The Fleming Committee's final report, 16 June 1961, listed construction of the launch complex as a "crucial item" and recommended that a "contractor immediately be brought aboard to begin design."42 One week later Robert Seamans initiated a joint NASA-Air Force study of "launch requirements, methods, and procedures" for the Fleming Committee's flight program. LOD would concentrate on establishing mission facility criteria; Maj. Gen. Leighton I. Davis's Air Force Missile Test Center would determine support facility criteria.43 In a second letter Seamans stated the study's objectives more precisely. The LOD-AFMTC team was to examine launch site locations, land acquisition requirements, spacecraft and launch vehicle preparation facilities, launch facilities, and launch support facilities.44 The ensuing four-week study produced the Joint Report on Facilities and Resources Required at Launch Site to Support NASA Manned Lunar Landing Program (the Debus-Davis Report). Because of its major recommendation that Merritt Island be the launch site for the Apollo program, the report will be discussed at some length in the next chapter. But the study advanced LOD thinking in regard to the mobile launch concept and must therefore be taken up at this point.
Two of the ground rules governing the Fleming Committee complicated LOD's work on the subsequent Debus-Davis study. One was that intermediate major space missions, such as manned circumlunar flights, were desirable at the earliest possible date to aid in the development of the manned lunar landing program. This envisioned a flight program using two radically different launch vehicles, the C-3 and the Nova, and consequently two distinct launch procedures. The second involved NASA's intention to develop liquid- and solid-propellant rockets on parallel lines. LOD planners would have to calculate costs and requirements for a liquid Saturn C-3, a solid-liquid C-3, a liquid Nova, and a solid-liquid Nova (table 5). The study was further complicated by NASA's decision to examine eight possible launch sites [see Chapter 5-4]. The launch team faced the plight of a dressmaker, called on to outfit a beauty queen a month before she is selected from 50 contestants.45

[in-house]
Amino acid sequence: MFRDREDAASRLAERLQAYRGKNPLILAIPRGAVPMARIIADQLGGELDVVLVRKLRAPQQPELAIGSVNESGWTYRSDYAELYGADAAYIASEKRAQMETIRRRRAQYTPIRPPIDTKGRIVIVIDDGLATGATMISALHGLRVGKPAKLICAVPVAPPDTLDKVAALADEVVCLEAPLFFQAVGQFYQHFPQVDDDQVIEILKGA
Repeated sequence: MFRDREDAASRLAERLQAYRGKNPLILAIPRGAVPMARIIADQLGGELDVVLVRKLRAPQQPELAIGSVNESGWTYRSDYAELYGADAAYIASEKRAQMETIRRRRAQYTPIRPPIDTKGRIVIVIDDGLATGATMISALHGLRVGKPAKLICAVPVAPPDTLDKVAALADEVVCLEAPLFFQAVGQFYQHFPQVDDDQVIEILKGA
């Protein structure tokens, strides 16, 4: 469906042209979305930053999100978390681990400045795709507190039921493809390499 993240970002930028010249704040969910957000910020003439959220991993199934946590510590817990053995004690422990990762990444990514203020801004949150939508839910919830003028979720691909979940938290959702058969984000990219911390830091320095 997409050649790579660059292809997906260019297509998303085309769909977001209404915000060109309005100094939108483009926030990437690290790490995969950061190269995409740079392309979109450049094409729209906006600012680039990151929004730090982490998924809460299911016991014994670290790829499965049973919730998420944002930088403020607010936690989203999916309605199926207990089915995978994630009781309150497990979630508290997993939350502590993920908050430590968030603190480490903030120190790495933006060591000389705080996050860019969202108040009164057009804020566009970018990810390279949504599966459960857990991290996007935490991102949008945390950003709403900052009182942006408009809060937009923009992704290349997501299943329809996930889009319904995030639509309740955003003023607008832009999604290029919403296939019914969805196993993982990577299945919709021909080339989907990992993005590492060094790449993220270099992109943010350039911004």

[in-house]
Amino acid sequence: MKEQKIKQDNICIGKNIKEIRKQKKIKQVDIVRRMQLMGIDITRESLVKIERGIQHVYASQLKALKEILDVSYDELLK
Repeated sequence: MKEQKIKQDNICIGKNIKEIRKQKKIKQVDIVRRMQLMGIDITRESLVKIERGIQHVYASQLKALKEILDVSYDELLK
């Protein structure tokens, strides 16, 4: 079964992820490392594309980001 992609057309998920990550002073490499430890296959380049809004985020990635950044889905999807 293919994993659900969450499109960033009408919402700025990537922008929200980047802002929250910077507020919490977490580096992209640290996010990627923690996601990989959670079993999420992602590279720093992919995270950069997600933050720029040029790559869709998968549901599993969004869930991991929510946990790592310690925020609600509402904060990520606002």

The men who developed the Apollo launch facilities recall this study as one of the more hectic periods in the program's history. Some planning sessions extended into the early hours of the morning. One participant recalls arriving at his Cocoa Beach motel on a Saturday evening with the Miss Universe contest on TV. To his wife's amazement, his interest in feminine pulchritude gave way to fatigue and he was asleep before the final selection. Work on the study continued right up to the 31 July deadline, and the report was collated on the flight to Washington. Despite some embarrassing errors on the charts prepared for the NASA-Defense Department briefing, the 460-page survey was a real achievement.46